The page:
Life

Chive talkin: Three tasty herbs that are easy to grow in your own garden

Chives (Allium schoenoprasum) in flower

HERBS come into their own in summer. If you fancy growing your own instead of always relying on shop-bought herbs, here are three of the easiest – and they'll come back year after year if you look after them.

1. Chives: These onion-flavoured perennials are among the prettiest herbs to grow, their purple-pink globes flowering in early summer, so are ideal in a border or rockery.

The snips from their grass-like stalks have long been added to soups and salads for a peppery taste, or use the edible flowers as colourful decoration.

Sow outdoors in spring, in soil with added organic matter, raked to a fine tilth. You can also sow them indoors for planting in a sunny spot in late spring or summer. Remove faded flower heads and stalks and divide clumps every few years in the autumn.

2. Thyme: This easy-to-grow perennial herb offers so much more than flavour. You can inhale its delicious scent on warm, sunny days, enjoy its summer flowers and huge variety of leaves, which can cascade over walls or thrive in pots and herb borders.

There are many types, so make sure you pick one for cooking.

Thyme needs to be planted in a sunny spot in well-drained soil or in a terracotta pot filled with John Innes No 1 potting compost mixed with 50 per cent potting grit to make a well-drained mix.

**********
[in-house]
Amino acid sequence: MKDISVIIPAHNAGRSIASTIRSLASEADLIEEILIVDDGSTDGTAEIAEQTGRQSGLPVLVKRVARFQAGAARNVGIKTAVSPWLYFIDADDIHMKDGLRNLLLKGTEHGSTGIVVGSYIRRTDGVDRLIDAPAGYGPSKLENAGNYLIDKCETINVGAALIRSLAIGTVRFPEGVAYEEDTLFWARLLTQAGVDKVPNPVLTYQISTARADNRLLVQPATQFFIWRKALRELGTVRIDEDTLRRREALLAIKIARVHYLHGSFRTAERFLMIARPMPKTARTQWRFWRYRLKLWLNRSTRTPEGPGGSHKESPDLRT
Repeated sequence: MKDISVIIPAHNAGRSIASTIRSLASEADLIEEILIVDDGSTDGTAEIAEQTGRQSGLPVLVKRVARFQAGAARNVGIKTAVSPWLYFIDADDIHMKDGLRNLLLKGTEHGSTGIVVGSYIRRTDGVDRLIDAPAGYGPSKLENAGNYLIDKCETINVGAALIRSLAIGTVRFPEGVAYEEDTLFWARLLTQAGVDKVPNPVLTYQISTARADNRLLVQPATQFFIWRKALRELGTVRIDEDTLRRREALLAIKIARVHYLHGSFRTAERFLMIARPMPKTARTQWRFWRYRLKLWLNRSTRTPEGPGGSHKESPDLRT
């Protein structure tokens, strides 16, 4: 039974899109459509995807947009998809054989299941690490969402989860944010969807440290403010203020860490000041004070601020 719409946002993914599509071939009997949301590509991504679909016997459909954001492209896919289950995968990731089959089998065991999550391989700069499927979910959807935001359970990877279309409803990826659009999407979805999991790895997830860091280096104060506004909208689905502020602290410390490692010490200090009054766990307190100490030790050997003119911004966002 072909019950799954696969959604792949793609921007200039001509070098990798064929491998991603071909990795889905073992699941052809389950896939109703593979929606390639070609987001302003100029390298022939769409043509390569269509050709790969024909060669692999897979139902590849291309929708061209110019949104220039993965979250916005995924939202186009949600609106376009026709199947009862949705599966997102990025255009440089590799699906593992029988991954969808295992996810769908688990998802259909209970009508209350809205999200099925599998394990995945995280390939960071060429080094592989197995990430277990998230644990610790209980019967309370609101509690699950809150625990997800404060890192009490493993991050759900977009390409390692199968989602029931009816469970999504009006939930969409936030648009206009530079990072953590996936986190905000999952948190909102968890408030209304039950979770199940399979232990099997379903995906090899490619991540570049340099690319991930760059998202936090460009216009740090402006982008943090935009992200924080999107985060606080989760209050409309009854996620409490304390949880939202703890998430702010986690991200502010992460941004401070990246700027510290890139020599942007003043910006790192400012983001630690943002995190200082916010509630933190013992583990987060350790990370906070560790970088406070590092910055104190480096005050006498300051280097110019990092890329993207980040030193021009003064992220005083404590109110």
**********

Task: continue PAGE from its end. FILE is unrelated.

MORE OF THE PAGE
The best time to plant is early summer. Good culinary thymes include T. vulgaris and T. x citriodorus.

3. Mint: This is the go-to herb of summer, thrown in to pep up delicious salads, or added to drinks. Plant it in a pot because if you put it in the ground with other herbs or flowers it's likely to take over. Again, not all mint is good for cooking, so be careful with your choice.

Mint thrives in moist but well-drained soil – multipurpose compost will be fine when growing in pots – and many of them prefer some shade during the day. Give mint plenty of water in hot, dry weather and avoid planting different types close together as they may lose their original scent and flavour.

Pick leaves regularly to stop it getting leggy – the flavour is also more intense if you harvest it before it flowers.

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